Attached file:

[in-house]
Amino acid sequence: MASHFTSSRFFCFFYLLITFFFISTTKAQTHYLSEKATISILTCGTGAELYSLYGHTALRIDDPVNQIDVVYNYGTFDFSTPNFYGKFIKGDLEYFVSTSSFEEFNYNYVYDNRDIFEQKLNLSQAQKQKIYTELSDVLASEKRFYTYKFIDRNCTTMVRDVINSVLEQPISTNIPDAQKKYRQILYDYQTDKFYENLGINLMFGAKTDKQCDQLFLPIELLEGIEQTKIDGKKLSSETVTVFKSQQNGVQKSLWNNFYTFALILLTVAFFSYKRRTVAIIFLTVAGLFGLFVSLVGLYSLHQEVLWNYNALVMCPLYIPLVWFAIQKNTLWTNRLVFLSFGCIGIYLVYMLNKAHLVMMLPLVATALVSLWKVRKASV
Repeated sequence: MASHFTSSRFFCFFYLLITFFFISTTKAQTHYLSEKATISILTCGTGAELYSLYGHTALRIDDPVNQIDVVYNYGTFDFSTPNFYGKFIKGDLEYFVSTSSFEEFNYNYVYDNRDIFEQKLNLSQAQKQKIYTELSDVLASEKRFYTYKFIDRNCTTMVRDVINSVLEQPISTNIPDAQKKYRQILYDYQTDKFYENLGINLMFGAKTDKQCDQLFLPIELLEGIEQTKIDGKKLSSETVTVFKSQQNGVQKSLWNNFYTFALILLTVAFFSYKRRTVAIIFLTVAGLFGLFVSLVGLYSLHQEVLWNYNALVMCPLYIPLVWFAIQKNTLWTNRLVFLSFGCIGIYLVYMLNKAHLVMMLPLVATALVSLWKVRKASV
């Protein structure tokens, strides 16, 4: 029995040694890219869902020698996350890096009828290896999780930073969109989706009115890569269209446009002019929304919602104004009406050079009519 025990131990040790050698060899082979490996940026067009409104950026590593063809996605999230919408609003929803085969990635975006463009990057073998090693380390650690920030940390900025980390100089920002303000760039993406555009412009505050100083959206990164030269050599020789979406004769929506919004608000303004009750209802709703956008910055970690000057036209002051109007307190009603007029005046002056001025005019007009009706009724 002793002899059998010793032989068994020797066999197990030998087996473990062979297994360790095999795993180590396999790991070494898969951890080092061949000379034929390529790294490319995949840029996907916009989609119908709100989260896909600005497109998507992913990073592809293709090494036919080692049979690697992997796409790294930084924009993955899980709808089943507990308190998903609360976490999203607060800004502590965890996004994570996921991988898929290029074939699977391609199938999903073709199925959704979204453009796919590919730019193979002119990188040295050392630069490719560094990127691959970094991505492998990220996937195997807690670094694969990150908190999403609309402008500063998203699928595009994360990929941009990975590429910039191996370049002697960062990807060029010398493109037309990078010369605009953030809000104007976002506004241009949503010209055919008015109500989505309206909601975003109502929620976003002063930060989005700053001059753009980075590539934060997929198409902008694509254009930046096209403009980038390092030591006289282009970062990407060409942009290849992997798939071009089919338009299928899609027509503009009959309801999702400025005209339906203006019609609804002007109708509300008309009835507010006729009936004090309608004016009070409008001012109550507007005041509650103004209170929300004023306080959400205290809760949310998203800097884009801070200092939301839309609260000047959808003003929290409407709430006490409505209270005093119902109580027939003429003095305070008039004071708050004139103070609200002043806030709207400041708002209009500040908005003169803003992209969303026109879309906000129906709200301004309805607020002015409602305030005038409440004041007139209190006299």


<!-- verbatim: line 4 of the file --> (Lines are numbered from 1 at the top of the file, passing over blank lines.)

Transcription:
């Protein structure tokens, strides 16, 4: 029995040694890219869902020698996350890096009828290896999780930073969109989706009115890569269209446009002019929304919602104004009406050079009519 025990131990040790050698060899082979490996940026067009409104950026590593063809996605999230919408609003929803085969990635975006463009990057073998090693380390650690920030940390900025980390100089920002303000760039993406555009412009505050100083959206990164030269050599020789979406004769929506919004608000303004009750209802709703956008910055970690000057036209002051109007307190009603007029005046002056001025005019007009009706009724 002793002899059998010793032989068994020797066999197990030998087996473990062979297994360790095999795993180590396999790991070494898969951890080092061949000379034929390529790294490319995949840029996907916009989609119908709100989260896909600005497109998507992913990073592809293709090494036919080692049979690697992997796409790294930084924009993955899980709808089943507990308190998903609360976490999203607060800004502590965890996004994570996921991988898929290029074939699977391609199938999903073709199925959704979204453009796919590919730019193979002119990188040295050392630069490719560094990127691959970094991505492998990220996937195997807690670094694969990150908190999403609309402008500063998203699928595009994360990929941009990975590429910039191996370049002697960062990807060029010398493109037309990078010369605009953030809000104007976002506004241009949503010209055919008015109500989505309206909601975003109502929620976003002063930060989005700053001059753009980075590539934060997929198409902008694509254009930046096209403009980038390092030591006289282009970062990407060409942009290849992997798939071009089919338009299928899609027509503009009959309801999702400025005209339906203006019609609804002007109708509300008309009835507010006729009936004090309608004016009070409008001012109550507007005041509650103004209170929300004023306080959400205290809760949310998203800097884009801070200092939301839309609260000047959808003003929290409407709430006490409505209270005093119902109580027939003429003095305070008039004071708050004139103070609200002043806030709207400041708002209009500040908005003169803003992209969303026109879309906000129906709200301004309805607020002015409602305030005038409440004041007139209190006299």